Where was my personal investment?
How detached was I, to think of “helping the needy” as some amorphous goal about faceless people?

The New York Times put out an insightful piece about whether churches were failing the poor. The results of outside studies were consistent with what I have begun to learn: churches and religious organizations do a tremendous job donating to charities and giving to world relief efforts (tremendous up to the point of billions-with-a-b dollars). Their work should never be minimized. Yet, religious practice and religious affiliations are dwindling at a higher rate among those in the neediest populations.

“A church that pays out to help the poor, but doesn’t pray with them, looks less like a church than what Pope Francis has described, unfavorably, as merely another N.G.O.”

That comparison sits heavily with me. Donations are valuable (so valuable) but maintain distance. Sometimes—I suggest more often—we need to meet the concrete needs of people who are not in the same bubble we are. The unfamiliar.

Let them meet Christ through us

“The needy” are not faceless.

They are the family ahead of you in the checkout line, the mother struggling to pay for her groceries because her monthly benefits card isn’t working.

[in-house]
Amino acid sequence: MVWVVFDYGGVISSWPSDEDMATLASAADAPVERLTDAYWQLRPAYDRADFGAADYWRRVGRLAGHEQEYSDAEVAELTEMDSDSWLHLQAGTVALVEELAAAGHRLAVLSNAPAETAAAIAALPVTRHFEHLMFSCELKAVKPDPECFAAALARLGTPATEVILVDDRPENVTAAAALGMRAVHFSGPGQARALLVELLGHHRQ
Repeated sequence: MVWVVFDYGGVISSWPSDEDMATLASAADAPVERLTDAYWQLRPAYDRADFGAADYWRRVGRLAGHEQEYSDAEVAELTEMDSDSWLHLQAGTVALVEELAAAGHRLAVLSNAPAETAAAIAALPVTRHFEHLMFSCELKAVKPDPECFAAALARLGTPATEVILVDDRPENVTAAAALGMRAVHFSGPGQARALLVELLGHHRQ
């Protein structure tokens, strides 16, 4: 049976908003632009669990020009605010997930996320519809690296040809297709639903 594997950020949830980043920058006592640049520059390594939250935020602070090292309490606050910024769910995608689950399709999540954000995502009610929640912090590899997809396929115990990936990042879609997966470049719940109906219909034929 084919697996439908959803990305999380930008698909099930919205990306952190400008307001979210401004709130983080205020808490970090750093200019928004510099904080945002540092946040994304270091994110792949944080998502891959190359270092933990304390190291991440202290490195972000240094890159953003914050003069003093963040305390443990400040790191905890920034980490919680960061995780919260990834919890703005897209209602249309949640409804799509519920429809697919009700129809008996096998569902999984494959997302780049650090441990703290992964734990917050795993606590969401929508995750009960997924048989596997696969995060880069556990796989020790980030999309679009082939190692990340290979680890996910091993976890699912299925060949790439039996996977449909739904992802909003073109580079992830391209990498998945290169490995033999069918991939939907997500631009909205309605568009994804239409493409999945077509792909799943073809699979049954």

They are the homeless people under your highways, unable to obtain proper care, standing by your car window and casting their eyes down.

They are the prisoners struggling to keep hope alive, and the ex-offenders living with shame.

They are the young, single, scared, pregnant women who need to know they have a way to handle this.

They are the foster children who are being tumultuously shuffled from house to house, never knowing when they’ll need to move again.

They are the refugees, victims of war and terrorism, desperate for safety here.

They are the people of color striving for equal dignity and for the shattering of stigma.

They are the victims of domestic violence who have not yet found a way to leave, and those who have broken free but live in terror.

They are the LGBT teens who were kicked out of their homes.